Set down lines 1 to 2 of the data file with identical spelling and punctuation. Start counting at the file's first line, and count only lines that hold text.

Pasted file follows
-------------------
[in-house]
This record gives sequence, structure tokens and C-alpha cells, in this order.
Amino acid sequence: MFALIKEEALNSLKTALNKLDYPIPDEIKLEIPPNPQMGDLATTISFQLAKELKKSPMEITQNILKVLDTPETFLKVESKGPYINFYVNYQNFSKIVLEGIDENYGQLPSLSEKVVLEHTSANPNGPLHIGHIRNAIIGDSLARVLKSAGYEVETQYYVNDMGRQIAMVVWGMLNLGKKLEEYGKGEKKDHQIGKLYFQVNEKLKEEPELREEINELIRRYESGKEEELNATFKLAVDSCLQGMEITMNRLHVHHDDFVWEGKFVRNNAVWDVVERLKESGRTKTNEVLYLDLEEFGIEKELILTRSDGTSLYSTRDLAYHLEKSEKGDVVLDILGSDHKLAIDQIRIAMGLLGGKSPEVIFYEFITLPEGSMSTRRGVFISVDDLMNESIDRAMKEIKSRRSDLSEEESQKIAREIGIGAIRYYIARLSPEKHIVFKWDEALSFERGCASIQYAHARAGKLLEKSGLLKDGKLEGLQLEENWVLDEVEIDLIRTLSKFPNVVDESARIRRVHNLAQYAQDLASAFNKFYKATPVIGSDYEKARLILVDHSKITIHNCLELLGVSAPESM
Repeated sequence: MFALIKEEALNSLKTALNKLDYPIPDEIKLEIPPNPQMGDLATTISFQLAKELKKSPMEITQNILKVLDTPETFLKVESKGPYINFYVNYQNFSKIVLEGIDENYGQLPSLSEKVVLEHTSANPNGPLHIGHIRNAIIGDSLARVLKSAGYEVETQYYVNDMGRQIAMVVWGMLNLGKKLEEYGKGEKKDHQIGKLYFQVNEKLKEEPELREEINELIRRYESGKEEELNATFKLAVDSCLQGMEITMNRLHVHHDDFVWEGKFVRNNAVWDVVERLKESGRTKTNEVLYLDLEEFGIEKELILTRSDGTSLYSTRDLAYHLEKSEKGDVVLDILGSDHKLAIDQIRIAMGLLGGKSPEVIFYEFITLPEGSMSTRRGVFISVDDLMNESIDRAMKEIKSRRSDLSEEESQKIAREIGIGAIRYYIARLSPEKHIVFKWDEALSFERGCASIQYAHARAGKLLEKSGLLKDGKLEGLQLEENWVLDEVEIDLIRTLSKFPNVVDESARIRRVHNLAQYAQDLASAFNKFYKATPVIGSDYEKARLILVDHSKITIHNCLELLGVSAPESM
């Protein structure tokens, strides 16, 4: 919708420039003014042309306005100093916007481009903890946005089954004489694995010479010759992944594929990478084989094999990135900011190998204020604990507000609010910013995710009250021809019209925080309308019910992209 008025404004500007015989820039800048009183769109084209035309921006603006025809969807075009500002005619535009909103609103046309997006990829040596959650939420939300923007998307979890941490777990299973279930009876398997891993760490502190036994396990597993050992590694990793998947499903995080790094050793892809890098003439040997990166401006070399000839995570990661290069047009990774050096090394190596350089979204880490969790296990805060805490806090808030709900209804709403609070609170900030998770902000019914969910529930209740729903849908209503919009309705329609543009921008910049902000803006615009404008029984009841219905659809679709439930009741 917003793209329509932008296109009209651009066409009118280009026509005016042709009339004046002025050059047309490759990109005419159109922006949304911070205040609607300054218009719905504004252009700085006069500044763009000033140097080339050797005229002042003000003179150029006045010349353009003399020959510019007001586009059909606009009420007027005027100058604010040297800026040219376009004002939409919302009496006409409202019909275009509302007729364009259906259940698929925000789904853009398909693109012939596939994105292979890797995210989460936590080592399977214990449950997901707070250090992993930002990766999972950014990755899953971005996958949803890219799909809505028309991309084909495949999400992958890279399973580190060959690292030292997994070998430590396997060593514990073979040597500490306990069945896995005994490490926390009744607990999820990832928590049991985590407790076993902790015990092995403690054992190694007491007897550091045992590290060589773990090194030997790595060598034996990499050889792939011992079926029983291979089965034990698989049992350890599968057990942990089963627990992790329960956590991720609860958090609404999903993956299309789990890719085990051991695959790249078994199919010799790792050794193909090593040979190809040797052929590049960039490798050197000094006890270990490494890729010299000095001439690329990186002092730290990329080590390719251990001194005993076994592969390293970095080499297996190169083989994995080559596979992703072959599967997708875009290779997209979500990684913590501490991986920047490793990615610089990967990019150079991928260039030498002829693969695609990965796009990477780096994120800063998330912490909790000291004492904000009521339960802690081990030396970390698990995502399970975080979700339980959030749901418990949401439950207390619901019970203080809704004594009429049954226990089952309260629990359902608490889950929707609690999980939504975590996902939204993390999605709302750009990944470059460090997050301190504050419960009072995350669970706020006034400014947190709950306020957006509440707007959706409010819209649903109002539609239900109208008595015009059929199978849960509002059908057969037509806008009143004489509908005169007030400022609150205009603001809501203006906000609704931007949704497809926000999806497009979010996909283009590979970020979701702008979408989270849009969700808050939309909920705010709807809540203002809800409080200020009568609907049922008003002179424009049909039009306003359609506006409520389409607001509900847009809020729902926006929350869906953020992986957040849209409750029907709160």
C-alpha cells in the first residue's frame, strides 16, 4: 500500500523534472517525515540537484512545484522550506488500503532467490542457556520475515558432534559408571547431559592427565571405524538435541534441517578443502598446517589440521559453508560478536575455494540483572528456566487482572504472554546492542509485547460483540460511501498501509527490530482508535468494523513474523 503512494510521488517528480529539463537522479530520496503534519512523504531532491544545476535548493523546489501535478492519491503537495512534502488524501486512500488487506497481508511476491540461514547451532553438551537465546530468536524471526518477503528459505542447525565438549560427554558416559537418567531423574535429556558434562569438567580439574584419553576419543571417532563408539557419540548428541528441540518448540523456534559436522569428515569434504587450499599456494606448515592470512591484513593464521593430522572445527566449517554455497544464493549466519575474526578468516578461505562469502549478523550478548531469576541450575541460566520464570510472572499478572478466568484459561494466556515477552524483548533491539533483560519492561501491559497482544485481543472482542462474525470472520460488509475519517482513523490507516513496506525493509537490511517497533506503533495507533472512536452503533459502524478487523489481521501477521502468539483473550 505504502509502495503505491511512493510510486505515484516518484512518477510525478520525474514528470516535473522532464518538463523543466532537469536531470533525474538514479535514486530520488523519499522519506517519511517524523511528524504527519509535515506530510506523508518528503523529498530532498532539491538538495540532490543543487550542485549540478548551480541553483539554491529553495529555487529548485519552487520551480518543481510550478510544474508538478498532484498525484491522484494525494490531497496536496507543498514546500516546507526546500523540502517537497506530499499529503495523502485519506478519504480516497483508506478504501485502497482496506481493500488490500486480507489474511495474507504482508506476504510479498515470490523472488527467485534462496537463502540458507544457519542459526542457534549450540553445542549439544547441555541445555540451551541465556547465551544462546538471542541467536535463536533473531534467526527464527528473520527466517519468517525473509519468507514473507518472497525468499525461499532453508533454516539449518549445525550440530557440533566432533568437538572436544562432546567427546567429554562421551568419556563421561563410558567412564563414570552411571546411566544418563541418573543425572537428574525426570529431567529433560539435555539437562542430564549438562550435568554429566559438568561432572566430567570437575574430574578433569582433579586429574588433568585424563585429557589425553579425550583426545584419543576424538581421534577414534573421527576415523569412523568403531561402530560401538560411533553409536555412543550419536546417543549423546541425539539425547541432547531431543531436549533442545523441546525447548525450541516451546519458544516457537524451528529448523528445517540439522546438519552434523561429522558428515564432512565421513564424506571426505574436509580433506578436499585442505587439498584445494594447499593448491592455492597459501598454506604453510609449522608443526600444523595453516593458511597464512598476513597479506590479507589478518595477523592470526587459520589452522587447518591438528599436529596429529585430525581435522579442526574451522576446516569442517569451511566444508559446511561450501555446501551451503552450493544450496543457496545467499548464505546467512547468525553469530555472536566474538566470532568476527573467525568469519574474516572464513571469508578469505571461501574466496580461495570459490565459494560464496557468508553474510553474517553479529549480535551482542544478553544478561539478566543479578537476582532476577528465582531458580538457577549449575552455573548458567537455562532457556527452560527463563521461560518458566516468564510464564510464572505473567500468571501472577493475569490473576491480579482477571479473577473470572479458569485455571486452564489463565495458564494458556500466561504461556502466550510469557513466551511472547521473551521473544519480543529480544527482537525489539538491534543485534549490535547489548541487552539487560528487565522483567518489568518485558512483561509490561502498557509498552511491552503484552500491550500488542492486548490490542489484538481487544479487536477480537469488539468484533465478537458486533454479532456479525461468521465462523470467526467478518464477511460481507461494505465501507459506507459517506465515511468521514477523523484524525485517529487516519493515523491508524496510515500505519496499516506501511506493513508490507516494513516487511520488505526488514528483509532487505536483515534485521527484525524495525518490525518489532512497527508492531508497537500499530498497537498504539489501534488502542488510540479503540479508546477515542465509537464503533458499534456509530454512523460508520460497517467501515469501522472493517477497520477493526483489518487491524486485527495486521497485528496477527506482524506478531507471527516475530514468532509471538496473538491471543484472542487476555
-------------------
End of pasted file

[in-house]
This record gives sequence, structure tokens and C-alpha cells, in this order.